GOES-T weather satellite with UW-Madison ties set to launch Tuesday

MADISON, Wis. — An important new weather satellite will head to space Tuesday from Cape Canaveral, Florida, and meteorologists in Madison will be watching the launch very closely.

Meteorologists call the satellites their eyes in the sky, and the GOES-T satellite will provide continuous surveillance of the Pacific Ocean and the western half of the country from 22,300 miles up in space.

The journey to orbit began, in part, in Madison.

“Verner Soumi, a professor here at the UW was watching a football game, in fact, he was watching a Green Bay Packers football game, watched the instant replay, and thought what if we could actually make a replay of the weather?” said Tristan L’Ecuyer, a professor with the University of Wisconsin-Madison’s Department of Atmospheric and Oceanic Sciences and the director of the Cooperative Institute for Meteorological Satellite Studies.

From that idea more than half a century ago when space flight was in its infancy and with the help of scientists and engineers at UW, the first weather satellites were developed. Each new satellite has added sensors to monitor the atmosphere, much of which was imagined and developed long before the upcoming launch.

“These satellites typically have a lifetime of about ten years, which means you need to be thinking about the next one before you launch the current one, and guess if I can extrapolate a little bit off of that, so researchers in this building now and at the University of Wisconsin are already working on the concepts for the satellites that will be launched in the 2030s,” L’Ecuyer said.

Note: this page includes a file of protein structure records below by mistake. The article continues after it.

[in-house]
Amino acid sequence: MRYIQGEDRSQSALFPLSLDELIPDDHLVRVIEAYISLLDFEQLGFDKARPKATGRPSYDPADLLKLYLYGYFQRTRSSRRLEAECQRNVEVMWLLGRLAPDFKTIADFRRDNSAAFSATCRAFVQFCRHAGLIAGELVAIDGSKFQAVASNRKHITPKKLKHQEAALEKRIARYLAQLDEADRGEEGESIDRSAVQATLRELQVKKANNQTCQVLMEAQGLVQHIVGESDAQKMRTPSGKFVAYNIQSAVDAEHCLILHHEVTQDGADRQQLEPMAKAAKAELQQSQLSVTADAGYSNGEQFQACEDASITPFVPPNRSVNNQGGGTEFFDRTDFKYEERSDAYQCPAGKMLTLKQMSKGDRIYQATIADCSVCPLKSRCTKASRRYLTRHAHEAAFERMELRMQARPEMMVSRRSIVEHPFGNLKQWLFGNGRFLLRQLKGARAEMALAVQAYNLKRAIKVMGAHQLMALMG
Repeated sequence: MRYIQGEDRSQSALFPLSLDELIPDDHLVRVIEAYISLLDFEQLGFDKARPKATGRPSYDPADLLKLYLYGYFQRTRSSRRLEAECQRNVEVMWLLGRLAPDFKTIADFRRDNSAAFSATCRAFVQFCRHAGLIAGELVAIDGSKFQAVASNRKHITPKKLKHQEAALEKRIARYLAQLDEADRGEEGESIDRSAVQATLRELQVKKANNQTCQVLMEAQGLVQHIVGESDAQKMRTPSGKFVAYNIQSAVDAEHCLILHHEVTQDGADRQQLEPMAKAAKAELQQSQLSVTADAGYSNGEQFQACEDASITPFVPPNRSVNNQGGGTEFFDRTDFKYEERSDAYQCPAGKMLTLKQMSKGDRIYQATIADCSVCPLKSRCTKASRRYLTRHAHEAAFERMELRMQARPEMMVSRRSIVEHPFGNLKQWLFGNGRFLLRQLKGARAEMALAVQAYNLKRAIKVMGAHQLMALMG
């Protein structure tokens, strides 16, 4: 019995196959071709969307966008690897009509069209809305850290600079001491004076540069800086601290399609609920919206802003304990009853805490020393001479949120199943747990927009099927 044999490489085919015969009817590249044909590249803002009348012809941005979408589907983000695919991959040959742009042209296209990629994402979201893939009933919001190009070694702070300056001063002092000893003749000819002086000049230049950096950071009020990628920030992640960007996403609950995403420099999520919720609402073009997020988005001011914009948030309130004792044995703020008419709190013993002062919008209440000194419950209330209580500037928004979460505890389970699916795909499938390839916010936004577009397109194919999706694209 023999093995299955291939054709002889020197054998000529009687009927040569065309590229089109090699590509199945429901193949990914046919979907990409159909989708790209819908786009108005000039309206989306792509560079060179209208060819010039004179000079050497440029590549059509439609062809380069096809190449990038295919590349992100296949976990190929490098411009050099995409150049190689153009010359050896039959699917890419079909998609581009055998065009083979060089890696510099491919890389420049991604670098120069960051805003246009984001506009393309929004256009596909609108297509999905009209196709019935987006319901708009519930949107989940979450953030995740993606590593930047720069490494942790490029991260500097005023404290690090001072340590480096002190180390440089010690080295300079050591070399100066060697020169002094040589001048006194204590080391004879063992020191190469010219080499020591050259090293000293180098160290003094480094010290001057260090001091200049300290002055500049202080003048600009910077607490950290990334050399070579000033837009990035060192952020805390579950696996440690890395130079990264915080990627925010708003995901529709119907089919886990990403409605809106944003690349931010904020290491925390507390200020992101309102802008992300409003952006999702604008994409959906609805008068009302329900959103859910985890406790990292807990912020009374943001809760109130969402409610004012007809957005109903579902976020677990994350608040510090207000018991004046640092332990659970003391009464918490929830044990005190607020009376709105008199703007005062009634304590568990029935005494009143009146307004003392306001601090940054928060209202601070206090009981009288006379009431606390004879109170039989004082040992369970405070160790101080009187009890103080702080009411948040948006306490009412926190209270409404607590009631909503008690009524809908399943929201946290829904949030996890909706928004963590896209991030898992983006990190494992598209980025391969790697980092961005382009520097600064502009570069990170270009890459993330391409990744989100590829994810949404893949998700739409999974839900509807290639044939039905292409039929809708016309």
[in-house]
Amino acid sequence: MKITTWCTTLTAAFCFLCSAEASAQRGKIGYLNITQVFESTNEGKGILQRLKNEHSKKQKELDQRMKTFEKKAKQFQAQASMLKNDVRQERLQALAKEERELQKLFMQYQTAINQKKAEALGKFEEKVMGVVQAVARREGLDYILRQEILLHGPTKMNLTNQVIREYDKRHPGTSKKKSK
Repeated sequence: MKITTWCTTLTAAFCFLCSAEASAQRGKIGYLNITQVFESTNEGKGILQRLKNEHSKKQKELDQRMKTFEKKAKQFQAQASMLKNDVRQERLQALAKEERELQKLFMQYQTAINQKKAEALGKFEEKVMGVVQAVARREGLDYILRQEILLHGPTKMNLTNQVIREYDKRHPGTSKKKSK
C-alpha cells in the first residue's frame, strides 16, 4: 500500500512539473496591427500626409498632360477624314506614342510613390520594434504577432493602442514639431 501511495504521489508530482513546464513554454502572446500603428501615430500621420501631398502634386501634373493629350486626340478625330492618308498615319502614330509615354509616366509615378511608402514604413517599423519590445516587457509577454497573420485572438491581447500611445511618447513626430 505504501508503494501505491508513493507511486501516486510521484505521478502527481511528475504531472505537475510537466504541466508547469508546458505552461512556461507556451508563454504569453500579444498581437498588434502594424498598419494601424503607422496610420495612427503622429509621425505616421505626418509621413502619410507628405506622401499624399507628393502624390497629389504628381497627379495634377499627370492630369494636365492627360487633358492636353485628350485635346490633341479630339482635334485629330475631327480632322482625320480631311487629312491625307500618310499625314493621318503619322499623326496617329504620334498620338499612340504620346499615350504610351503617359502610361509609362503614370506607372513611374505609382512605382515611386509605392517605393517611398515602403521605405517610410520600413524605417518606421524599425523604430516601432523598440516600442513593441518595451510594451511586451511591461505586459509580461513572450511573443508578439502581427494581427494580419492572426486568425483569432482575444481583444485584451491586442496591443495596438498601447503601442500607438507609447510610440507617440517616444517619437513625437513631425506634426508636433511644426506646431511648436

The new satellite will be critical in helping forecast the weather across the country.

“Importantly, the GOES-West satellite covers the Pacific Ocean, and since a lot of our weather comes from the west, we actually get a chance to track weather systems coming off the Pacific Ocean onshore into the U.S.,” L’Ecuyer explained.

Combined with the GOES-East satellite, it is possible to take pictures of cloud development as often as every 30 seconds, providing critical weather data over hurricanes at sea, severe thunderstorms that could spawn tornadoes or even bands of heavy snow within winter storms.

It will do more than just monitor clouds: it will help measure lightning from space and can also help monitor wildfires in remote areas like uninhabited forests.

“I think now with the satellite data we’ve demonstrated that we can actually warn people of fires long before spotters can even see smoke from the fires on the ground,” L’Ecuyer said.

The launch is set for 3:38 p.m. Tuesday.